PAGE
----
New investors are piling in the market for student housing properties. They are impressed with how student housing performed through the Great Recession. Prices for apartment properties overall fell by about 20 percent, but average prices per bed for student housing properties stayed strong. Bidding wars are driving prices higher and investors are accepting cap rates as low as 5.5 percent for student housing properties within walking distance of tier-one universities. For tier-two or tier-three schools with a shuttle bus ride away, investors are accepting 7.5 percent cap rates.

Monday, April 18, 2016

Five San Francisco Real Estate Dynasties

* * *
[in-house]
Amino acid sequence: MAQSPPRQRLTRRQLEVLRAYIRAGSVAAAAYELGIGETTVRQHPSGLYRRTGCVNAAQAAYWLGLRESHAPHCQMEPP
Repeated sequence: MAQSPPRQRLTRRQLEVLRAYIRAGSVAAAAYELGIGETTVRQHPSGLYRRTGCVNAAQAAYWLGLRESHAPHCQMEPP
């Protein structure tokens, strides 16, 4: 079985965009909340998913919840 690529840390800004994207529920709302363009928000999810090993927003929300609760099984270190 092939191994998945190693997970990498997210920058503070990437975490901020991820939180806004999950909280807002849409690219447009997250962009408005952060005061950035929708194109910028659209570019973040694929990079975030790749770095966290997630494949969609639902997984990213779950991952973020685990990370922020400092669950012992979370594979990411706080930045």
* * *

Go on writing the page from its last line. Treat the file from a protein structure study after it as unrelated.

1.       Bechtel Family
Warren A. Bechtel started Bechtel engineering and construction company in 1923. He was only
25 years old. The Bechtel family is known for famous projects such as the Hoover Dam, the
Channel Tunnel, Crossrail London and the Tacoma Narrows Bridge. Warren A. Bechtel died
unexpectedly during the Hoover Dam Project, so his son Stephen D. Bechtel Jr. took over
in 1960.

2.       Berg Family
Berg & Berg Enterprises was founded by brothers Clyde and Carl Berg. Carl Berg, former partner
of John Sobrato, owns Microsoft’s Mountain View Campus (pictured below) and some buildings
leased by Apple. He acquired Mission West properties in 1997 and sold it for $1.3B in 2012.
Carl’s latest project, Berg Pharma, helps find modern treatments for some of the world’s most
widespread diseases.  

3.       Sobrato Family
John A. Sobrato started the Sobrato Organization in 1979. But that wasn’t the first company